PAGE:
When it comes to performance tracking and benchmarking, organizations frequently face challenges around resource utilization and efficiency. Utilization and efficiency provide vital insights for understanding the business value of expenses incurred. However, it can be challenging to measure the business value associated with each type of cloud resource based on performance, availability, and other factors.

Overcoming these challenges goes back to KPIs and OKRs. Organizations must define and track KPIs that meet efficiency and utilization objectives and deliver value-creation. For example, if the goal is to reduce hot storage, a KPI must be defined to meet the efficiency objective and deliver value creation—and it must be measured. This requires adopting the right FinOps tools, processes, and people.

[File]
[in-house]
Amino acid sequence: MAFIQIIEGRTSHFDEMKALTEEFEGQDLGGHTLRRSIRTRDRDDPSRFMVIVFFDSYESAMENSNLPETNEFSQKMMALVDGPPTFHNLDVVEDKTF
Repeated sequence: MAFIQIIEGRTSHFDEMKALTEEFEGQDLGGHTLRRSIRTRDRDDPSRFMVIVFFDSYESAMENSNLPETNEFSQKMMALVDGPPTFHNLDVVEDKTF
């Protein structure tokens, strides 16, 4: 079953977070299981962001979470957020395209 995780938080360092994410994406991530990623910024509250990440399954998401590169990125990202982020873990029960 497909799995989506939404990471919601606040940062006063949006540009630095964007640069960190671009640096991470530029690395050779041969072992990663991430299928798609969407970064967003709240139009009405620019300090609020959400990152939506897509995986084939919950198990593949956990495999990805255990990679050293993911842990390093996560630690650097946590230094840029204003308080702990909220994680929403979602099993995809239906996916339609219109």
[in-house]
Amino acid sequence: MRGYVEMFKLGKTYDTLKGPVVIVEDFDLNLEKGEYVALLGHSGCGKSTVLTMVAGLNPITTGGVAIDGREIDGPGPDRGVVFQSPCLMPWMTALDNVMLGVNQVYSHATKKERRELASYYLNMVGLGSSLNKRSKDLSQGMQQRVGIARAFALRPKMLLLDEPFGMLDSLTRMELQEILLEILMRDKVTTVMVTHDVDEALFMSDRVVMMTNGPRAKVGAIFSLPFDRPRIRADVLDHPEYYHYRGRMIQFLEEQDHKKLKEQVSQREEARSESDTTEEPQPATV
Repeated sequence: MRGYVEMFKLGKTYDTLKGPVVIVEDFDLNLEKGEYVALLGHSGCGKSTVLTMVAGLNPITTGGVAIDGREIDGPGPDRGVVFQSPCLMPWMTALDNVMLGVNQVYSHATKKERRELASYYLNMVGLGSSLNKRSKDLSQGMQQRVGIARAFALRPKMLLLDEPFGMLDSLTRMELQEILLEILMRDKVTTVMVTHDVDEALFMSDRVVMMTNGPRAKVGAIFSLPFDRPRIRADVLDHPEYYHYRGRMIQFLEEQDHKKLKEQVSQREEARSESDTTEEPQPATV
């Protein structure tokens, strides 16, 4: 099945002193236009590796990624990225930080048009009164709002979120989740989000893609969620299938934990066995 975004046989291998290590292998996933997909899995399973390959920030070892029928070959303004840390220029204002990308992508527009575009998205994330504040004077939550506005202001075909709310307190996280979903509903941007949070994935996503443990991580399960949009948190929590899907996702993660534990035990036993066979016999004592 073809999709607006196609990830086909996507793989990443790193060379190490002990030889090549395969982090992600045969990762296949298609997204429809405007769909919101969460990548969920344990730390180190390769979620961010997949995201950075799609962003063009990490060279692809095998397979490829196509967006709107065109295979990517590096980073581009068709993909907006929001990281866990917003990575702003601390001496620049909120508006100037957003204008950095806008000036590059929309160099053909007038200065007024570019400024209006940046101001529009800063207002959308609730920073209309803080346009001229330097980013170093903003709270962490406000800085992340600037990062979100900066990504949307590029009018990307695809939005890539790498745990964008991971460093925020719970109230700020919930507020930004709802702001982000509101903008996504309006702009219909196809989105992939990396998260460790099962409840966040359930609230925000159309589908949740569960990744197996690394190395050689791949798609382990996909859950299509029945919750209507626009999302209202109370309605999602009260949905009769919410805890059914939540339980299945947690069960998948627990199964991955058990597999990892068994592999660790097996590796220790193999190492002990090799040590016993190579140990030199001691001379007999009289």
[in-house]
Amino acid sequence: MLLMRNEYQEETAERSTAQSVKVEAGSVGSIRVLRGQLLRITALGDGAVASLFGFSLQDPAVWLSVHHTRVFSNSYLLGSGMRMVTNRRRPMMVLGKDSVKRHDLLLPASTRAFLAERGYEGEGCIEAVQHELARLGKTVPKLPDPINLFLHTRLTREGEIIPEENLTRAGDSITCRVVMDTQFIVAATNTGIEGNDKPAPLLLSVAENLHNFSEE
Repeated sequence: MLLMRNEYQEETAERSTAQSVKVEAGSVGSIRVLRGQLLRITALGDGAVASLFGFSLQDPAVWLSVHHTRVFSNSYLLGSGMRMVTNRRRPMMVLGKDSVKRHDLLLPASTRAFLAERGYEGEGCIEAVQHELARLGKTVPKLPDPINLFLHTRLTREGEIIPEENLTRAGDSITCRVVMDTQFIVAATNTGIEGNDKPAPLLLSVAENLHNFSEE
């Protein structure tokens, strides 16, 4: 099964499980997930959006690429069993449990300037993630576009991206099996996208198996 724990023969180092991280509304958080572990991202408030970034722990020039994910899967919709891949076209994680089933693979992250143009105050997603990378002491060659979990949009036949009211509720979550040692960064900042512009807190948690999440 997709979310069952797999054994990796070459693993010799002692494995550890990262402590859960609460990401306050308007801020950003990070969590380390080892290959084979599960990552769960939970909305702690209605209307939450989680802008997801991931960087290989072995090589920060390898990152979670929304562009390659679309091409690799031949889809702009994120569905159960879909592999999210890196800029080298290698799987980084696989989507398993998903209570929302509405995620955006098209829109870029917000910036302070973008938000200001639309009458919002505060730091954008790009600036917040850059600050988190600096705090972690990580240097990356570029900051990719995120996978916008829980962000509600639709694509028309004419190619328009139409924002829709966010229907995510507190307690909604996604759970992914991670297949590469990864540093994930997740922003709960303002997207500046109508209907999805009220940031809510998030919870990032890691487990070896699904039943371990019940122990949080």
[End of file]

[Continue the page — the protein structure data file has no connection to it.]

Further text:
3. Real-time decision making

A framework and accountability structure form the foundation for real-time decisions around usage, costs, and performance to meet organizational goals. However, establishing a FinOps decision framework and accountability structure can pose a challenge, particularly for those organizations with low FinOps maturity.

The organization must first perform a maturity assessment to understand the role of FinOps within the context of the overall organization. Once in place, the organization can develop and assign a repeatable process that enables real-time decision-making to a center of excellence, steering committee, or governance structure, depending upon the organization.

4. Cloud rate optimization

In this domain, organizations define and adjust pricing model goals based on historical data and make purchase decisions based on goals and discounts being offered—all to optimize cloud spending. Cloud service providers provide slightly different offerings with unique embedded discounts – some providers have computer unit discounts, and some have utilization-based pricing.